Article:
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English National Opera releases research showing singing techniques can improve quality of life and breathlessness after Covid-19

Article Source: https://collegeofmedicine.org.uk/english-national-opera-releases-research-showing-singing-techniques-can-improve-quality-of-life-and-breathlessness-after-covid-19/

Accessed from the world wide web at 17:00 hrs 03.06.22. 

The English National Opera (ENO) has found that singing techniques associated with deep breathing could be helpful for people enduring respiratory problems caused by Covid-19.

The ENO released the results of a Randomised Controlled Trial (RCT) conducted on online sessions, known as ENO Breathe, which showed that effective interventions could be useful in supporting people with post-COVID syndrome, or long COVID.

Published in The Lancet Respiratory Medicine, the world’s top-ranking respiratory medicine journal, the study found that participants in the ENO Breathe sessions experienced a 10.48 point (out of 100) reduction in breathlessness when they were running, compared to those who hadn’t undergone the course.

Mental health also improved, with those taking the course saying they saw a 2.42 point improvement in the mental component of quality of life, as measured by a validated online questionnaire.

Research also showed that ENO Breathe participants involved in the clinical trial reported symptoms easing, said the sessions using music and singing techniques suited their needs and that the programme complemented other care they were receiving.

40 per cent of ENO Breathe participants experienced a five-point improvement in the mental component of quality of life, compared with 17 per cent in the usual care group. This suggests the participants who engaged most with the programme got the biggest benefit.

Lead author of the study, Dr Keir Philip, Clinical Research Fellow at the National Heart and Lung Institute at Imperial College London, said: “We urgently need evidence-based treatments and interventions for people with long COVID, which currently affects approximately 1 in 50 people in the UK. Our study suggests that arts-in-health interventions can be effective tools for carefully selected participants, especially when successfully integrated with clinical services.

“Our study suggests that the improvements in symptoms experienced by participants, resulted from both practical breathing techniques learnt, but also the creative, humane, and positive way the programme is delivered.”

Senior author, Dr Sarah Elkin, consultant lead for the programme and a respiratory consultant at Imperial College Healthcare NHS Trust commented: “As we continue to recover from the impact of the pandemic, it’s vital we find ways to support people with long COVID who are experiencing debilitating symptoms long after recovering from their initial COVID-19 infection. It is extremely important to build an evidence base for programmes such as ENO Breathe, so we can continue to understand how best to support people with long COVID and make improvements that can lead to better outcomes.”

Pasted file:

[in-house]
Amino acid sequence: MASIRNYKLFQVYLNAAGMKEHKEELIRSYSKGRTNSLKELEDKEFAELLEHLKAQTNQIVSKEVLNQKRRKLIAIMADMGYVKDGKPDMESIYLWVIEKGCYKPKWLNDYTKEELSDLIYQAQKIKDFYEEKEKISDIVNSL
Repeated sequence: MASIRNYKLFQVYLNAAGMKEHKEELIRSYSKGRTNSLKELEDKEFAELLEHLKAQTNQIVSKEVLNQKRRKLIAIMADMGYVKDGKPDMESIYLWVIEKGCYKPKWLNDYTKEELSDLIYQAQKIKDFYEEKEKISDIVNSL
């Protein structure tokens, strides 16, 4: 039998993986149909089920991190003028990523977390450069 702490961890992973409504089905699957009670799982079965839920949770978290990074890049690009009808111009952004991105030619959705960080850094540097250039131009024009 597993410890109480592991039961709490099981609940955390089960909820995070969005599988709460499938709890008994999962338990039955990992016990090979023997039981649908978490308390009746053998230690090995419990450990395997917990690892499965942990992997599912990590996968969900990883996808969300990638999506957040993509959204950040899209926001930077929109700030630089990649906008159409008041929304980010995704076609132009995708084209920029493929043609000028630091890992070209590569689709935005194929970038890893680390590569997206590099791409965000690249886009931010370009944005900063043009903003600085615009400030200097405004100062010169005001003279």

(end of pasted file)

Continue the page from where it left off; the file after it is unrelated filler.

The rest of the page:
Dr Harry Brunjes, Chair, the English National Opera added: “We are extremely proud that ENO Breathe has been evidenced to aid the recovery of the people with long-covid it has been designed to help. Research like this demonstrates the enormous benefit the arts can have when applied in a medical context. We’re enormously grateful to our partners at Imperial College Healthcare NHS Trust for their dedicated work in developing this programme with us, and to Imperial College’s phenomenal team for their painstaking research.”

The clinical trial involved 150 participants. It was conducted by researchers at Imperial College London alongside the programme team at Imperial College Healthcare.

Participants were split into two groups. One group (74 people) took part in the six-week ENO Breathe programme and a control group (76 people) continued with their usual care as directed by their post-COVID assessment clinic. Both groups were assessed after six weeks, when the control group were then also offered the opportunity to take part in the programme.

The researchers collected information about participants’ health and wellbeing via online questionnaires and used focus groups and feedback questions to assess participant experience. They measured mental and physical components of a validated ‘Health-Related Quality of Life’ tool that assesses key indicators of quality of life, including difficulties resulting from health problems, social impacts, pain and impact on daily activities. The researchers also assessed other disease impacts including breathlessness, anxiety, and a range of other symptoms.